“Using survey data on the evaluations of 150 economics journals, a recent study explored the relationship between economics journals’ reputation and perceived relevance amongst economists working in the field. Justus Haucap shares some of the headline findings from the analysis based on the survey data. The findings suggest that a journal’s relevance is driven by average article quality, while reputation depends more on truly exceptional articles….”
“CFA Institute has launched a new open-access hub by and for finance professionals looking for research on investment practices in Asia-Pacific.
Called the Asia-Pacific Research Exchange (ARX), the site would be open to global and regional investment professionals looking for Asia-Pacific finance and investment management trends or to learn more about the region’s financial markets….”
Abstract: Replication studies are considered a hallmark of good scientific practice. Yet they are treated among researchers as an ideal to be professed but not practiced. To provide incentives and favorable boundary conditions for replication practice, the main stakeholders need to be aware of what drives replication. Here we investigate how often replication studies are published in empirical economics and what types of journal articles are replicated. We find that from 1974 to 2014 less than 0.1% of publications in the top-50 economics journals were replications. We do not find empirical support that mandatory data disclosure policies or the availability of data or code have a significant effect on the incidence of replication. The mere provision of data repositories may be ineffective, unless accompanied by appropriate incentives. However, we find that higher-impact articles and articles by authors from leading institutions are more likely to be subject of published replication studies whereas the replication probability is lower for articles published in higher-ranked journals.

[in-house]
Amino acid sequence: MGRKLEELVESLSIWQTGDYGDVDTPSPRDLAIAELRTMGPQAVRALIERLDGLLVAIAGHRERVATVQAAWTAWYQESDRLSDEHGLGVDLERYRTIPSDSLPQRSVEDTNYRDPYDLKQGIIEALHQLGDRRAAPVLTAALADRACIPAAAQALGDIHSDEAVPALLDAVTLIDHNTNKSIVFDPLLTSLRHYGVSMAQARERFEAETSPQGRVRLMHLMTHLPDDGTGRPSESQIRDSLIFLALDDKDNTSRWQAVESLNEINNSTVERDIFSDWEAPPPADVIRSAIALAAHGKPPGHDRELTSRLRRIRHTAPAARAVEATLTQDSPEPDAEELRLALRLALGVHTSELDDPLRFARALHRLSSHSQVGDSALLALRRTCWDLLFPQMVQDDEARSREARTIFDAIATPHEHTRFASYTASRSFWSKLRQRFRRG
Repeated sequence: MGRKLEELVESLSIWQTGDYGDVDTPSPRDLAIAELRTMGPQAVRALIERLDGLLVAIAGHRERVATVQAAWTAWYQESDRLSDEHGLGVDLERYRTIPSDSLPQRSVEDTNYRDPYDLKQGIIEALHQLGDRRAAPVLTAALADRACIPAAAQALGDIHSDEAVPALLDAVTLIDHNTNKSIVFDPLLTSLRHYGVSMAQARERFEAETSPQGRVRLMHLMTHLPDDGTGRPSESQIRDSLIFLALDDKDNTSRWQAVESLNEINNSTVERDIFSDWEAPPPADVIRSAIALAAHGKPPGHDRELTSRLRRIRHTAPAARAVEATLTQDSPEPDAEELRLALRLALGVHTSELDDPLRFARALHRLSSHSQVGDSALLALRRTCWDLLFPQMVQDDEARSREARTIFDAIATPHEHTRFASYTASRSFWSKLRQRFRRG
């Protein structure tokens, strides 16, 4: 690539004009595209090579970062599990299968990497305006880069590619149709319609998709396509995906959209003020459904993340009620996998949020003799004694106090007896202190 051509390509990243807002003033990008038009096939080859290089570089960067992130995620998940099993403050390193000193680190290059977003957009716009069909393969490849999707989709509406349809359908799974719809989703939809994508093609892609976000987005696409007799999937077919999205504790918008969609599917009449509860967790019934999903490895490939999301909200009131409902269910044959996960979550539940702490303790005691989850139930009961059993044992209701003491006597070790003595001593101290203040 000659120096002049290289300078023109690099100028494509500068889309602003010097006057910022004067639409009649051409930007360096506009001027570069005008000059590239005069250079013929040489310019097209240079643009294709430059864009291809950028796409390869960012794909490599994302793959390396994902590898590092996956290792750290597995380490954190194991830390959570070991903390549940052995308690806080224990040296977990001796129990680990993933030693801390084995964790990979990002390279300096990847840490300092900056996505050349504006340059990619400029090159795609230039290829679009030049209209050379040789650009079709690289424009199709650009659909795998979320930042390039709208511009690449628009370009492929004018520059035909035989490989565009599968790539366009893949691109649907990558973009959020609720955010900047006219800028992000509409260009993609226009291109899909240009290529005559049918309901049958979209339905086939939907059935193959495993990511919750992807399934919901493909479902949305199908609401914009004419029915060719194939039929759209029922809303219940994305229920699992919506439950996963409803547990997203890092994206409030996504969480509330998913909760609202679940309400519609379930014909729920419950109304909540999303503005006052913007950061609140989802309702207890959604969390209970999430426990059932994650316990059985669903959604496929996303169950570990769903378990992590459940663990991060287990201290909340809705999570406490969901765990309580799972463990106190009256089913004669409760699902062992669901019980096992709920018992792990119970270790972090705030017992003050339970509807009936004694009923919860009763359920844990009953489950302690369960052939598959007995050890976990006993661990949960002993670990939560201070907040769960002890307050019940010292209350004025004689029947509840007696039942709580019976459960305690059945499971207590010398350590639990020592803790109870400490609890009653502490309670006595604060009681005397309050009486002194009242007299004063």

Abstract: “Various studies have attempted to assess the amount of free full text available on the web and recent work have suggested that we are close to the 50% mark for freely available articles (Archambault et al. 2013; Björk et al. 2010; Jamali and Nabavi 2015). Our paper contributes to the literature by taking into account the timing issue by studying when the papers were made free. We sampled citations made by researchers who published in 2015 (based on records in the Singapore Management University Institution repository), checked the number of cited papers that were free at the time of the study and then attempted to “carbon date” the freely available papers to determine when they were first made available. This allows us to estimate the length of time the free cited article was made available before the citing paper was published. We find that in our sample of cited papers in Economics, the median freely available cited paper (oldest variant) was made available 7-8 years before the citing paper was published. Of these papers found free via Google Scholar, the majority 67% (n=47) was made available via University websites (not including Institutional repositories) and 32.8% (n=23) were final published versions.”
Abstract: Digital technologies have made access to and profit from scientific publications hotly contested issues. Despite disagreement on who and how should fund or have access to academic knowledge, there is a relatively stable “moral episteme” (Foucault, 1971) guiding the movement towards open access in the academia. We aim to clarify the ontological basis of the tension between its analytical and normative aspects. Focusing on what we call the four myths of open access –enclosure, the commons, free labour, and Enlightenment — we show how the underlying political ontology of open access frames knowledge as the ultimate good. We argue that these myths both (re)produce the political subjectivity of the actors and institutions involved in academic knowledge production, and constitute a mechanism of justification that aims to position knowledge outside of the sphere of the market. Our analysis of these myths shows how open access functions as the moral economy of the digital.